Wollstonecraft as a Critic of Burke

David Bromwich, "Wollstonecraft as a Critic of Burke," Political Theory, Vol. 23, No. 4 (Nov., 1995), pp. 617-634.

Excerpt:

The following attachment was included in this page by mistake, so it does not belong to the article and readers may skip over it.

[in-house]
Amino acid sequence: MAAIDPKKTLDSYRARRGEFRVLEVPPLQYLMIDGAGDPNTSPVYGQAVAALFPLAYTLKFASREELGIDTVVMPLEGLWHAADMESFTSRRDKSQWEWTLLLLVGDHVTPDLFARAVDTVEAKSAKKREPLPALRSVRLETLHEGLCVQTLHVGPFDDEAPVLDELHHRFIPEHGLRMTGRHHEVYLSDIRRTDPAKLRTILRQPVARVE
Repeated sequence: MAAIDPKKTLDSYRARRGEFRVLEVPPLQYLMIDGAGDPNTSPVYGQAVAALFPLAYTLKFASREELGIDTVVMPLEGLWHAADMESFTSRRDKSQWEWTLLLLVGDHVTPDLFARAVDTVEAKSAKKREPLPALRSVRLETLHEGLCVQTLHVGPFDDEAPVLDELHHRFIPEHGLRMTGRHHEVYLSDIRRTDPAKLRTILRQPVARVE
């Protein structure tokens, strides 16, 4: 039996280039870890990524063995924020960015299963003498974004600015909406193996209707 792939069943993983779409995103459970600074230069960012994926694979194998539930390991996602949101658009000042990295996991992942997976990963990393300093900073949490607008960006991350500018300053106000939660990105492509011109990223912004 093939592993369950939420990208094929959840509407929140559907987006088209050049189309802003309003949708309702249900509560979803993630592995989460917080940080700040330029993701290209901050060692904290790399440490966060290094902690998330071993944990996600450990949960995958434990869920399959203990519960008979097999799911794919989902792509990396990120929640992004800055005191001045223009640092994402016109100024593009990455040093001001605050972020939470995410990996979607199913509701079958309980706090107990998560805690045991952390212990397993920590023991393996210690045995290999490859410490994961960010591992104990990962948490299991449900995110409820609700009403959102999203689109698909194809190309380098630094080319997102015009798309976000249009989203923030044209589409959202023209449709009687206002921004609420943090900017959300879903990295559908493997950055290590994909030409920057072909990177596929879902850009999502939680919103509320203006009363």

Mary Wollstonecraft’s Vindication of the Rights of Men was the first published reply to Edmund Burke’s Reflections on the Revolution in France. Later replies from the radical side challenged and in a measure qualified Burke’s report of the events of 1789, brought out the selective emphasis that guided his record of French history, showed the inadequacy of his sources (a bias sometimes passing into caprice), and sought to unmask his private motive for publishing, so late in life, a work of aristocratic propaganda. It was agreed by the detractors as by the vindicators of Burke that the Reflections was addressed to England more than to France, as a sequence of coded warnings against the politics of the Revolution Society and other associations for reform; this, the pamphlet-writers knew, would have been a primary reason for his choice of the word “reflections.” On matters like these, Wollstonecraft is not a distinctive guide, and her sparing use of contemporary data may have made her reply appear at once preliminary and oddly aloof. Where Thomas Paine stands out against Burke as a rival narrator of the revolution, and of the miseries of the people which Burke denied a place among the causes of the revolution; where James Mackintosh shows that the changes of 1789 may be consistent with the principles of 1688, and approval of the French Revolution continuous with the traditional Whig view of the “settlement” of 1689; where Joseph Priestley sees how Burke’s historicism must be taken to qualify his sense that the British political system “is placed in a just correspondence and symmetry with the order of the world”-in this company, Wollstonecraft can seem to have missed her cue. If, in 1790, one wanted pragmatic help in winning the debate, she would not be one’s first choice of an ally. And yet she seems to me a more original moral┬áthinker, and a deeper reader of Burke, than any of the large and capable regiment of anti-Burke pamphleteers.

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